It was my goal to visit the Anne Frank house. If I was going to see one thing, that would be it. We waited in line for over an hour in the wind and freezing cold the next day, but we finally made it inside the museum. I had read her diary and was pretty knowledgeable of the Holocaust, but none of that prepared me for the museum. To actually see where her family lived for two years, to see the room that confined her, gave me a tiny taste of what it felt like to be stripped of freedom. She couldn't even look outside without fear of being discovered. I can't really grasp the torture of it, but by being there, I was trying to understand. I'm not Jewish, but I am human, and I felt connected to her in a way that maybe I can't put into words. Maybe as a writer, maybe as a teenage girl who's figuring herself out, or maybe in the way that she longed to make a difference in the world. I will never take my freedom for granted.

That night, we ventured into the Red Light District and quickly ventured back out. It wasn't really a recommendable view, just mostly sketchy. On our last day full day, I saw the Rijksmuseum and the Van Gogh museum. As an art fan, I really enjoyed both. Van Gogh's works were really cool because they were in chronological order. As he succumbed to his mental illness, his work became heavier and darker. I won't say anything more, because art museums are not super interesting to blog about, so go if you ever get the opportunity. 

We finally made it back to Seville exhausted. Now when I say I'm going home, I'm referring to Seville, at least for the next few months. I look forward to returning to my tiny bed and chatting late at night with my adorable host mom. How lucky I am to have two places that I belong to. I have many more trips planned in the future, but tomorrow, CARLA IS COMING. Carla is my best friend in the world from Venezuela, and I get to show her part of my world these next few days.

Un abrazo,

Thursday, February 13, 2014

Why You'll Miss Walmart When Studying Abroad in Spain

"To my mind, the greatest reward and luxury of travel is to be able to experience everyday things as if for the first time, to be in a position in which almost nothing is so familiar it is taken for granted." - Bill Bryson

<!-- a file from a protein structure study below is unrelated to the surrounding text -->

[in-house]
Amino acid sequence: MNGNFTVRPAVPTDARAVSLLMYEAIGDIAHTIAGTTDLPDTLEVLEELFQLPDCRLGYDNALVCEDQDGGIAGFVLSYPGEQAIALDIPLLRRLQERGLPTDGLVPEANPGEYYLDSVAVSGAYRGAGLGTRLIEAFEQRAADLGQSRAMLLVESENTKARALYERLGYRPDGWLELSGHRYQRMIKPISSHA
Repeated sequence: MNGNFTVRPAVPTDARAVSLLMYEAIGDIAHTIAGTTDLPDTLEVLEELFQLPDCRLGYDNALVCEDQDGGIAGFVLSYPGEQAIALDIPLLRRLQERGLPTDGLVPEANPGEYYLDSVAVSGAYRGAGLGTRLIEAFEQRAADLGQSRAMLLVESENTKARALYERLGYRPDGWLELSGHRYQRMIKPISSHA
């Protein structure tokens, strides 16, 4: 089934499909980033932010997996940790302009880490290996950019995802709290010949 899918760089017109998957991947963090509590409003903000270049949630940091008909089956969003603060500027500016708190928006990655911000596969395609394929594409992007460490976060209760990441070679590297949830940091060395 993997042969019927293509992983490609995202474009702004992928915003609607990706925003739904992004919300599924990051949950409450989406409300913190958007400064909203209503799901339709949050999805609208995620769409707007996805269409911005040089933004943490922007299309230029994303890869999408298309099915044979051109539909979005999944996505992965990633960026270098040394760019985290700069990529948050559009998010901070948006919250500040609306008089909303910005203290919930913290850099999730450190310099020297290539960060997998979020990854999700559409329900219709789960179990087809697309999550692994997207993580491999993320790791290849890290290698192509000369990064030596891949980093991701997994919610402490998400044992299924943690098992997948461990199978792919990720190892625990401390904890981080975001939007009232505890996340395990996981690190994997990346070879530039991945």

Here are some things you may not know about Spain: 

1) The schedule 

Spaniards move at a pretty slow pace, at least in the south. Work here starts a little bit later (my school starts at 9:15) and lunch is around 3. After lunch, which is the biggest meal of the day, there is the best part of the day, siesta. Siesta is wonderful. Siesta is two to three hours of relaxation and rest. Siesta is also when all of the stores shut down. Pharmacies, supermarkets, you name it. If you need something you better get it before 2pm, or else you'll have to wait until about 6pm. It can be really inconvenient. Dinner is eaten around 10pm, though my host mom isn't hungry until almost midnight. 

2) Living

Most of the houses and apartments here don't have central air conditioning or heating. During the summer, they open the windows, turn on their portable fans, and say "Que calor!" During the winter, they put blankets on their beds, exchange the fans for heaters, and wear six layers and slippers at all times. I'm used to walking around barefoot and my host mom seems to find this shocking. She even bought me slippers for Christmas so that I wouldn't catch a cold from the freezing floor. The best thing about winter in Spain are the tablecloths. They're basically big blankets that you cover your lap with and that trap the heat from the heater underneath the table. I could spend hours eating dinner because of this. Also, they're much more energy conscious. My host mom placed a timer in my shower because I was using too much water. She turns off my power strip when I accidentally leave it on. It really has taught me to be more aware.